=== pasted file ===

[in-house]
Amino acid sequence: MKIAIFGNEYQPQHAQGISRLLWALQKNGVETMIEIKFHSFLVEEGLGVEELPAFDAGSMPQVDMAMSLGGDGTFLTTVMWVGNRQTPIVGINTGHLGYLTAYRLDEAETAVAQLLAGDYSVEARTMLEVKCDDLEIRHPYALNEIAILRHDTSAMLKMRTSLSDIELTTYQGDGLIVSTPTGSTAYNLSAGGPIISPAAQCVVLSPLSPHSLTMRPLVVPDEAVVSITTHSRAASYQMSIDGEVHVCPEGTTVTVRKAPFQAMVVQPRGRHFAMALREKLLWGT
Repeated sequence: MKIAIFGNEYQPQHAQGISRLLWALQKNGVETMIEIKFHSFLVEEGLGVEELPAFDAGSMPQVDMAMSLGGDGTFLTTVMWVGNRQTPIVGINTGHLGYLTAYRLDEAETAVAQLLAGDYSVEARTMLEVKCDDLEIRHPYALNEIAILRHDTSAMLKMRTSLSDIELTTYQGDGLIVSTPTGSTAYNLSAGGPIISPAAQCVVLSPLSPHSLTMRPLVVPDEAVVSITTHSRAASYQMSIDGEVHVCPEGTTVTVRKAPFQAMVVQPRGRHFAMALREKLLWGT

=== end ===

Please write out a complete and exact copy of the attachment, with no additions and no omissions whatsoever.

[in-house]
Amino acid sequence: MKIAIFGNEYQPQHAQGISRLLWALQKNGVETMIEIKFHSFLVEEGLGVEELPAFDAGSMPQVDMAMSLGGDGTFLTTVMWVGNRQTPIVGINTGHLGYLTAYRLDEAETAVAQLLAGDYSVEARTMLEVKCDDLEIRHPYALNEIAILRHDTSAMLKMRTSLSDIELTTYQGDGLIVSTPTGSTAYNLSAGGPIISPAAQCVVLSPLSPHSLTMRPLVVPDEAVVSITTHSRAASYQMSIDGEVHVCPEGTTVTVRKAPFQAMVVQPRGRHFAMALREKLLWGT
Repeated sequence: MKIAIFGNEYQPQHAQGISRLLWALQKNGVETMIEIKFHSFLVEEGLGVEELPAFDAGSMPQVDMAMSLGGDGTFLTTVMWVGNRQTPIVGINTGHLGYLTAYRLDEAETAVAQLLAGDYSVEARTMLEVKCDDLEIRHPYALNEIAILRHDTSAMLKMRTSLSDIELTTYQGDGLIVSTPTGSTAYNLSAGGPIISPAAQCVVLSPLSPHSLTMRPLVVPDEAVVSITTHSRAASYQMSIDGEVHVCPEGTTVTVRKAPFQAMVVQPRGRHFAMALREKLLWGT